In this audience, most primary residences are in the $8 million range; homeowners typically spend $10 to $20 million, including furnishings. And uniquely in this market segment, men are intensely interested in home design; they actively invest their time, money and passion in creating distinctive environments. “No other magazine was talking to men, and we felt we could fill this niche,” Cygelman says.

For Robb Report readers, second kitchens (catering kitchens) are de rigueur. “They can’t have enough appliances, and wine cellars are commonplace,” Cygelman says. When choosing homes to be featured in the magazine, she gravitates to designers who devote incredible attention to detail. “The designers who appeal to our readers operate under the radar; they are not known to most people and are at the top of their game,” she explains. “They bring in a great mix of furnishings, top-notch art and antiques. But the homes are very relaxed. They make you feel comfortable; you want to be in them.”

For Robb Report Vacation Homes, Cygelman says she’s always looking for the next big place. “Waterfront property is becoming scarcer, more expensive and sought after,” she reports. “Never underestimate the value of a view.” Since most readers have access to private jets, they can build homes anywhere there’s an airstrip nearby. For that reason, Costa Rica and Panama are becoming important to the affluent second-home market. Cygelman is also carefully monitoring Costa Rica’s emergence as what she calls a prototype for luxurious yet environmentally sensitive vacation-home design.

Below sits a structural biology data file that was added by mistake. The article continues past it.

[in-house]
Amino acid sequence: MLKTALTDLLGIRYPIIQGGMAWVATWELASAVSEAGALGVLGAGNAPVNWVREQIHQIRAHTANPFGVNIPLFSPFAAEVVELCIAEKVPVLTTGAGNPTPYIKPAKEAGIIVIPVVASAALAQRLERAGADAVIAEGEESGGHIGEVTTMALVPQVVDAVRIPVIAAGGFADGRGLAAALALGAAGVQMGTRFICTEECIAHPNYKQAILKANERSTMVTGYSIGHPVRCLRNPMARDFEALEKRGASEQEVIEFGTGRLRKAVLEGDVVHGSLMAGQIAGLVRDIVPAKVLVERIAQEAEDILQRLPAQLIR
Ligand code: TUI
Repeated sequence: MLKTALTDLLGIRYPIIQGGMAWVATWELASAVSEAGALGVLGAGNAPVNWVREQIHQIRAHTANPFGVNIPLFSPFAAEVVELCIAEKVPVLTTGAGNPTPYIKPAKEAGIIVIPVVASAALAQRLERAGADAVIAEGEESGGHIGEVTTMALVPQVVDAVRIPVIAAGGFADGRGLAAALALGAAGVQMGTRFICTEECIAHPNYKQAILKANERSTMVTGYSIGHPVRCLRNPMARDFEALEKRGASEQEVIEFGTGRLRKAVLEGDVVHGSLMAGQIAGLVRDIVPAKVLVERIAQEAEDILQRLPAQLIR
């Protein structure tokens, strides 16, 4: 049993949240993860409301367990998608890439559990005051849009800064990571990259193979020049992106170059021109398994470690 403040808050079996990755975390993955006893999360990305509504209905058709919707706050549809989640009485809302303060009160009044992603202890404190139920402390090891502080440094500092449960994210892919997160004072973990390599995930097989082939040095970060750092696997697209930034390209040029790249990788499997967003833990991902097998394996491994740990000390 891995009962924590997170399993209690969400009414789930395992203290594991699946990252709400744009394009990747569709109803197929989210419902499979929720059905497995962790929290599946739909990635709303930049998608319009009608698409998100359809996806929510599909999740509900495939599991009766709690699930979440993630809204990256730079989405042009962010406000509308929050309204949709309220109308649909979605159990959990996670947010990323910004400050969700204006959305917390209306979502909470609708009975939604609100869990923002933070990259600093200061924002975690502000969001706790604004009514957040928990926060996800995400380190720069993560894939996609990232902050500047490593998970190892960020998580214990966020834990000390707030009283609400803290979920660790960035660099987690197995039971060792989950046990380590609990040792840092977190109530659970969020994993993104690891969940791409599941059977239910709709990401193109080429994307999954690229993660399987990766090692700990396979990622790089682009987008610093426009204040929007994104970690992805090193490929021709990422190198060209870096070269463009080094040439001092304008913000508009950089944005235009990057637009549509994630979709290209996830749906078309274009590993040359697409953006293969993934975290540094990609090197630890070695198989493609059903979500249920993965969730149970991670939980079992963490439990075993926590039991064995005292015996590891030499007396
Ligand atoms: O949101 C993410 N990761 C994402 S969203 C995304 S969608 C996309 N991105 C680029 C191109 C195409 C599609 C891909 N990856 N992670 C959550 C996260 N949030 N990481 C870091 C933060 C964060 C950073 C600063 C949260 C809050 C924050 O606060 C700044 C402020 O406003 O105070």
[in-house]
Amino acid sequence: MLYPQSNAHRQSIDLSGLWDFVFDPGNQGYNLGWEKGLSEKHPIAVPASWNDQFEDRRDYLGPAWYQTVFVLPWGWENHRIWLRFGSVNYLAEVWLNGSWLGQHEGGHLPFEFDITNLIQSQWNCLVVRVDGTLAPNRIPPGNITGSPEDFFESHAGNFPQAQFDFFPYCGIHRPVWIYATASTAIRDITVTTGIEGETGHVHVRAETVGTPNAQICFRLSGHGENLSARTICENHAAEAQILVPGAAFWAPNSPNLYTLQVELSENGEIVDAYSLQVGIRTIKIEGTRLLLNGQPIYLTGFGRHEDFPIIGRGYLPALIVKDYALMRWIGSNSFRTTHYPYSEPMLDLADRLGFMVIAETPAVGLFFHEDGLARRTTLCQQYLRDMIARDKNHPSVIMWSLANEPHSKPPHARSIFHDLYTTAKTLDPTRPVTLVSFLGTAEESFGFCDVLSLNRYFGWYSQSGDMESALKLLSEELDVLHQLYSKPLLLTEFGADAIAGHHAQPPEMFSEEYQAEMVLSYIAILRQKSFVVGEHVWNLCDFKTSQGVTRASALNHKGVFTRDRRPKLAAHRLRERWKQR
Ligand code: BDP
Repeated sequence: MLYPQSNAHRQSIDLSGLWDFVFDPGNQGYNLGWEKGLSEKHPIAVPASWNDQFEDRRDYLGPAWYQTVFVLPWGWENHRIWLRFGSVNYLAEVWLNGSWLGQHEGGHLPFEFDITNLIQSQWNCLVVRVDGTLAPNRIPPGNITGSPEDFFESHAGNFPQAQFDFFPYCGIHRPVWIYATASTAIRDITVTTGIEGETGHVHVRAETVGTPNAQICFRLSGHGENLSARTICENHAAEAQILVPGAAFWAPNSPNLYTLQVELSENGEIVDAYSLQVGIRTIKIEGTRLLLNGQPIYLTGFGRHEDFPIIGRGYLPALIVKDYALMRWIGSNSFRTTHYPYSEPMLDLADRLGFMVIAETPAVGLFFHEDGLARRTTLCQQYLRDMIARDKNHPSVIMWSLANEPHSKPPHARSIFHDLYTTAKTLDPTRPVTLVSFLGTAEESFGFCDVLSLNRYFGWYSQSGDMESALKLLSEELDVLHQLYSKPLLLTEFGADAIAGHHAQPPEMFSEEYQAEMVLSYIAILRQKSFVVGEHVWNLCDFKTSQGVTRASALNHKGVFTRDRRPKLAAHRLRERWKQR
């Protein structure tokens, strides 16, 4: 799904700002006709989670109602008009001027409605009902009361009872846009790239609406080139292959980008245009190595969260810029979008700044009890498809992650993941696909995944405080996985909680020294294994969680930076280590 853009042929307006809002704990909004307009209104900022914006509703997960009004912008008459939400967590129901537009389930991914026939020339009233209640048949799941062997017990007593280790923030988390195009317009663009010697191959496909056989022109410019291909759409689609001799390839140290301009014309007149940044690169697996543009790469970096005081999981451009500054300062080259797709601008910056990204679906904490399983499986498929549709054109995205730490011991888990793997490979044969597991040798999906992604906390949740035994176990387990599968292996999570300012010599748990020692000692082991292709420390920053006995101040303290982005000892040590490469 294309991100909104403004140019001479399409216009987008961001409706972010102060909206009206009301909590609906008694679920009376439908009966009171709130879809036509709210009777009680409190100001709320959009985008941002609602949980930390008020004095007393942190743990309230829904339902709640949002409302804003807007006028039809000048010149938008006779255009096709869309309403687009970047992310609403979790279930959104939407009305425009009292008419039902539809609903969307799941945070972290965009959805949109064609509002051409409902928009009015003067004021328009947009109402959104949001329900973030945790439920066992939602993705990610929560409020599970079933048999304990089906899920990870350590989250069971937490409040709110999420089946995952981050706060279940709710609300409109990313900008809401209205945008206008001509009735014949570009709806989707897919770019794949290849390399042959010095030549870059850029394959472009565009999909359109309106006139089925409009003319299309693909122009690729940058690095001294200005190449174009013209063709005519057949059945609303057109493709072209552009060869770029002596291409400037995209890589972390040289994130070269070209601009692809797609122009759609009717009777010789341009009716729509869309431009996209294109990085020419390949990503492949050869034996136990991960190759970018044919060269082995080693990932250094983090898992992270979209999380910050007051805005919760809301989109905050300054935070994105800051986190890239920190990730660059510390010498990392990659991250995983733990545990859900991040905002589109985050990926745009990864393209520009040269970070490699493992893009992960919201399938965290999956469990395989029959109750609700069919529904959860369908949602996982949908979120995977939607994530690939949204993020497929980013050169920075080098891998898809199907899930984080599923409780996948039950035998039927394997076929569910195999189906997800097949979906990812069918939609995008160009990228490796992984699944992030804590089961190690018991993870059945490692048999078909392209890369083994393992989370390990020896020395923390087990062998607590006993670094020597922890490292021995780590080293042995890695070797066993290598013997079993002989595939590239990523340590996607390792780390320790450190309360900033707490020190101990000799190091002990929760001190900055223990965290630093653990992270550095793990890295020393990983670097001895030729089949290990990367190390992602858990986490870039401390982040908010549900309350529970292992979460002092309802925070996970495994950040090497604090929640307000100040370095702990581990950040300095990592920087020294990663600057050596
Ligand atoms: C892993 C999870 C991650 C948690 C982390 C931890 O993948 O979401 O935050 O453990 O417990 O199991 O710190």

“Anything with family appeal is powerful,” she says, citing the cross-generational amenities at Yellowstone Club in Montana, and the Promontory Ranch Club in Utah’s Rocky Mountains. “We’ve seen a huge explosion in the fractional industry: Hotels like Four Seasons, Ritz-Carlton, St. Regis and Mandarin Oriental are developing components around the world and selling out immediately. By combining condo and hotel amenities in one package they appeal to people who are brand loyal to the hotel.”

The market covered by Robb Report, vacation homes priced from just under a million dollars to $1.5 million plus, is growing because affluent consumers are building portfolios: a house on the water, a country house, a ski house. What’s next on the horizon? “Idaho is the hottest place for vacation homes in the U.S., because Montana and Colorado are built up, expensive and completely developed,” Cygelman says.


Believe it or not, motorcycling is not uncomfortable, dirty or greasy.  According to Arthur C. Coldwells, editorial director and publisher of Robb Report Motorcycling, it is anything but. “The idea of targeting affluent motorcyclists is unusual. But our readers are not rich guys who happen to ride motorcycles. They are motorcycling enthusiasts who happen to have boatloads.” Far from dilettantes, these enthusiasts are split into two distinct groups: the custom cruiser guys and the sports bikers, Coldwells explains.

In the rarefied culture of Robb Report, custom cruisers are serious hand-built bikes that command prices as high as $100,000 to $150,000. Outstanding in this category is Bourget, a brand distributed by 40 dealers nationally, three of them in Florida. According to Coldwells, the category bikers fall into generally is determined by where they live. “The cruiser is perfect for Florida terrain. All the roads are straight; you pull out and don’t see a corner for 100 miles.”